Forums > General Industry > Can I sue a magazine for using my images?

Photographer

Looknsee Photography

Posts: 21681

Portland, Oregon, US

Yani S wrote:
Put him on blast!

I believe that people who recommend escalation of hostilities in retaliation to alleged "injustices" have never been involved in a civil lawsuit.

It just might be that going "public" with your complaint might be considered a more actionable offense than a payment dispute between two private parties.


Note to all:  These disputes never go the way it goes on TV & movies.  And... 

It is far easier to escalate hostilities than to deescalate hostilities.


Ask yourself:  do you want to resolve this dispute fairly or do you want to dominate & win?

Aug 15 12 09:54 am Link

Photographer

Camerosity

Posts: 5317

Saint Louis, Missouri, US

Tony Lawrence wrote:

Are copyright violations federal or state?   I think its federal.   My understanding is you can't sue in small claims for them. 

http://asmp.org/tutorials/enforcing-your-rights.html

This is correct. Copyright law is strictly within the jurisdiction of the federal government, and only the federal courts have jurisdiction over copyright cases.

Aug 15 12 10:05 am Link

guide forum

Photographer

GPS Studio Services

Posts: 36368

San Francisco, California, US

Tony Lawrence wrote:

Are copyright violations federal or state?   I think its federal.   My understanding is you can't sue in small claims for them. 

http://asmp.org/tutorials/enforcing-your-rights.html

Camerosity wrote:
This is correct. Copyright law is strictly within the jurisdiction of the federal government, and only the federal courts have jurisdiction over copyright cases.

You are both correct but bear in ind there are sometimes underlying claims which can be made in state court.  As an example, the OP may have had an agreement with the magazine.  That agreement might be litigated in small claims court.  Of course, that would not be suing for infringement, which is federal, but it might be possible to use small claims court if you ignored the infringement claim.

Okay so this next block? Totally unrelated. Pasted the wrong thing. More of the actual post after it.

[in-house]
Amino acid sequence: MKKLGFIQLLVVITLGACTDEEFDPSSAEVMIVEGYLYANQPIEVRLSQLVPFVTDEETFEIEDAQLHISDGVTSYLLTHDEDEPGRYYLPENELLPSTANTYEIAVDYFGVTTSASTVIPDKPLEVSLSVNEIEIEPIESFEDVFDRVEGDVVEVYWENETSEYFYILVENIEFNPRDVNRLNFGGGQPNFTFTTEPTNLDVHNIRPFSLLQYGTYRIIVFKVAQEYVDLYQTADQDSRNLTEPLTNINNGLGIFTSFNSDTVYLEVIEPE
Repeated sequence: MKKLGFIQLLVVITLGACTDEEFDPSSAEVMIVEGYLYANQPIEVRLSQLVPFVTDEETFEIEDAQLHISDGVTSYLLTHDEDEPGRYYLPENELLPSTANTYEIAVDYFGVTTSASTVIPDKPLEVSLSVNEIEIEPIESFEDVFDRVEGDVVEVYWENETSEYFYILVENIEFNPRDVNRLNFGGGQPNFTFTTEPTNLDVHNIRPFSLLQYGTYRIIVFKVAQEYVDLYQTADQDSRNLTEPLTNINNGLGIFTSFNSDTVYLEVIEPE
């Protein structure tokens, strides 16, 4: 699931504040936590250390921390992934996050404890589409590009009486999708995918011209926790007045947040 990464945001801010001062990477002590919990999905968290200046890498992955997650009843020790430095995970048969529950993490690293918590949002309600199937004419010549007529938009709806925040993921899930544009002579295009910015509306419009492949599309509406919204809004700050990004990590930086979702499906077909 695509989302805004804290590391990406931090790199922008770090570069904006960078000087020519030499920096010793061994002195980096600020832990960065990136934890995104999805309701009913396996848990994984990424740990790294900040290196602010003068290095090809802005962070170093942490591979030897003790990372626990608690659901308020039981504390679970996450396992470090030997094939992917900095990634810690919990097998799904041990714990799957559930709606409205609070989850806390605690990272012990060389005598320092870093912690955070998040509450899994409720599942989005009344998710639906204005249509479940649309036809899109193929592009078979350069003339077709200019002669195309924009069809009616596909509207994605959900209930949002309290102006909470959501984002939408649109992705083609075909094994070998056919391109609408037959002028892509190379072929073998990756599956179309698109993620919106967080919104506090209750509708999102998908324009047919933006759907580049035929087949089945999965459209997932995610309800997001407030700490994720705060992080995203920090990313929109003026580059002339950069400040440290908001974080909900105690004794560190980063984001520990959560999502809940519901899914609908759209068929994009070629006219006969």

BTW, there is an exception to the rule that only the Federal courts can hear a copyright claim.  Let's say that somebody were to sue you for, let's say, breach of contract relating to an image.  If your defense is that there has been infringement and you, thus have a counter-claim, there is caselaw saying that the infringement can then be brought in state court as a cross-claim.  The reason is that any time you are sued you have a right to raise any lawful defense.  Courts have accepted that theory to say that, if infringement by the plaintiff is your assertion, you are entitled to bring it as an affirmative defense and as a cross-claim.  That doesn't apply to this case, I just thought I would point out that the federal authority isn't absolute.  There are some, very limited exceptions.

Aug 15 12 11:50 am Link

guide forum

Photographer

studio36uk

Posts: 21904

Tavai, Sigave, Wallis and Futuna

ei Total Productions wrote:
There are some, very limited exceptions.

It is quite likely that a breach of license could be a state claim in spite of such a breach working an infringement. You would need to ignore the infringement claim and concentrate strictly on the contractual essence of the license and losses that occurred on that account.

The damages might be nominal but you could also seek additional relief in the form of an injunction.

This kind of approach just might be suitable for someone in the OP's position... and certainly a lot less costly than an infringement action especially with an unregistered image where statutory damages, costs and attorney fees are not available.

Just might come under the heading of: "More than one way to skin a cat"

Studio36

Aug 15 12 12:11 pm Link

Photographer

KMP

Posts: 4825

Houston, Texas, US

Karl Ray wrote: